Tax organization tip: Set up expense categories
Do you always ask yourself is this a business expense or not? And is it deductible? It’s a common question, especially as tax resources can be a little vague with definitions or by using obscure examples not relevant to your business. One tip is to use the business expense categories, hopefully offered by your local tax body, to categorize them as they incur. This allows you simply to evaluate them once the come in, saving you a lot time by avoiding the hours of documenting boxes of receipts.
What makes an expense deductible?
If the expenses can be attributed to you doing business, it most likely is deductible (at least partially). That’s essentially what the IRS states as deductible business expenses as they….
…must be both ordinary and necessary. An ordinary expense is one that is common and accepted in your industry. A necessary expense is one that is helpful and appropriate for your trade or business.
Do understand that? In normal language, ordinary expenses are fairly simple, they’re the business expenses typical of your industry, and that you probably think of business expenses. Necessary expenses would be better defined as costs required for your business to succeed, such as traveling to a client or tools used (such as FreshBooks) to make your business a success. They need to be both of these for them to a be a tax deductible expense.
The Canada Revenue Agency (CRA) gives an example list that helps get you started (workable for businesses in other countries as well or US Expense Categories here). If you can easy qualify them into one of these categories, they’re likely an ordinary expenses and necessary so you should be able to deduct them. If you have your own sample list, please link them in the comments below.
- Allowance on eligible capital property
- Bad debts
- Business start-up costs
- Business taxes, fees, licences, dues, memberships, and subscriptions
- Business-use-of-home expenses
- Capital cost allowance
- Current or capital expenses
- Delivery, freight, and express
- Fuel costs
- Legal, accounting, and other professional fees
- Maintenance and repairs
- Management and administration fees
- Meals and entertainment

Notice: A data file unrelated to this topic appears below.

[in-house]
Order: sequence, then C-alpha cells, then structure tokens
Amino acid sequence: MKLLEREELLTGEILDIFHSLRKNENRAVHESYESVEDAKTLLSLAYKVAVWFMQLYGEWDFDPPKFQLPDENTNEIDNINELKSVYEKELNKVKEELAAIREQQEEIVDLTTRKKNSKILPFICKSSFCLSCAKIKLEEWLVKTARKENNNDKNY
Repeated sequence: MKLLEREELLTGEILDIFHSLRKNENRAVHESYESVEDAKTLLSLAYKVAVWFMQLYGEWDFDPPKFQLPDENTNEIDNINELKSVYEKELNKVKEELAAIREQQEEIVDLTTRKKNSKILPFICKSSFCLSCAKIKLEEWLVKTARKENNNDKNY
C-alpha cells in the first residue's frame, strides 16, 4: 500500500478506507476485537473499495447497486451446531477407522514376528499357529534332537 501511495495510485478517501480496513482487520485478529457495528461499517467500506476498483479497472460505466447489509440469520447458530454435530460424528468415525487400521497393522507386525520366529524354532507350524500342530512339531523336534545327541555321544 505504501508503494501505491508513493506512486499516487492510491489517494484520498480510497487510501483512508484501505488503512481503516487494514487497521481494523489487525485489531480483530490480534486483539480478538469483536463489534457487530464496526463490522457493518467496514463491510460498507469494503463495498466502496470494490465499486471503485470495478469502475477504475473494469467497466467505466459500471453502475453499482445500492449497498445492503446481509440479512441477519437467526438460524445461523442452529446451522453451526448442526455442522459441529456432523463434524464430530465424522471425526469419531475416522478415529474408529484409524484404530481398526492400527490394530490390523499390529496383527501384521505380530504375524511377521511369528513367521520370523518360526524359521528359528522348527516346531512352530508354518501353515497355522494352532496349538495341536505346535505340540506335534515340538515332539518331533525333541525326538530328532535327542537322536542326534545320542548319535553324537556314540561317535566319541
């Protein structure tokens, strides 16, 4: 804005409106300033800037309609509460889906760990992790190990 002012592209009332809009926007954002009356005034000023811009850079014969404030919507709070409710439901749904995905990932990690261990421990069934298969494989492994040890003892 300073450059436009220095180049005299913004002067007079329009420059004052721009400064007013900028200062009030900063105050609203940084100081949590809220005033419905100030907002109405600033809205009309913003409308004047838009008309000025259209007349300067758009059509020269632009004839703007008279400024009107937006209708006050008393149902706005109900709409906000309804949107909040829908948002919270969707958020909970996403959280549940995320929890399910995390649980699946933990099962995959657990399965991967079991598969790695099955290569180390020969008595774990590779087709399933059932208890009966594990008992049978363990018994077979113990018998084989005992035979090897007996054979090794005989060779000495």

- Motor vehicle expenses (automobile)
- Office expenses
- Prepaid expenses
- Property taxes
- Salaries, wages, and benefits
- Telephone and utilities
- Other expenses
These may not all be directly applicable to your business and you may have some of your own specific categories, but these are fairly exhaustive. Also, if you can quickly determine an expense to be attributable to your personal use, such as that trip to the tropics (Travel), they’re not a business expense. Here are a few examples for a service based business:
Office expenses - No matter what your business is, you have office expenses. They’re typical products or services you use in your office, such as pens and paper that use you every year.
Capital expenses - Capital expenses can vary greatly for each industry, but for a freelancer or agency, these are products, and maybe even services, that you use overtime such as a computer. How you deduct it will depend on how your accounting is setup, so these are best calculated by an accountant / bookkeeper as you receive the benefit from your computer over a few tax years.
Maintenance and repairs - If you’re providing a service based on your time, you likely have very little “maintenance and repairs.” These are mostly related to long term assets that require repairs every year, such as a factory. But if you use your car in your business, than you can likely deduct part of it assuming you use it for personal errands as well.
Bonus: Setup expense categories in FreshBooks
Setting up expense categories in FreshBooks can help you quickly decide whether that expense is a business expense or not as you incur them. This will make tax time reporting really easy as you tracked them all year. You’ll also know where all your money/profit is going – great for going deeper into your business’ financial health.
How do you set up these categories?
- Go to your “Expenses” tab
- Click on the sub-tab “Categories”
- Then click on “+ New Category”
- Write in the Category
- Click “Add Category”
- Repeat until all the categories are in
Special thanks to @adelorenzo for the tip!
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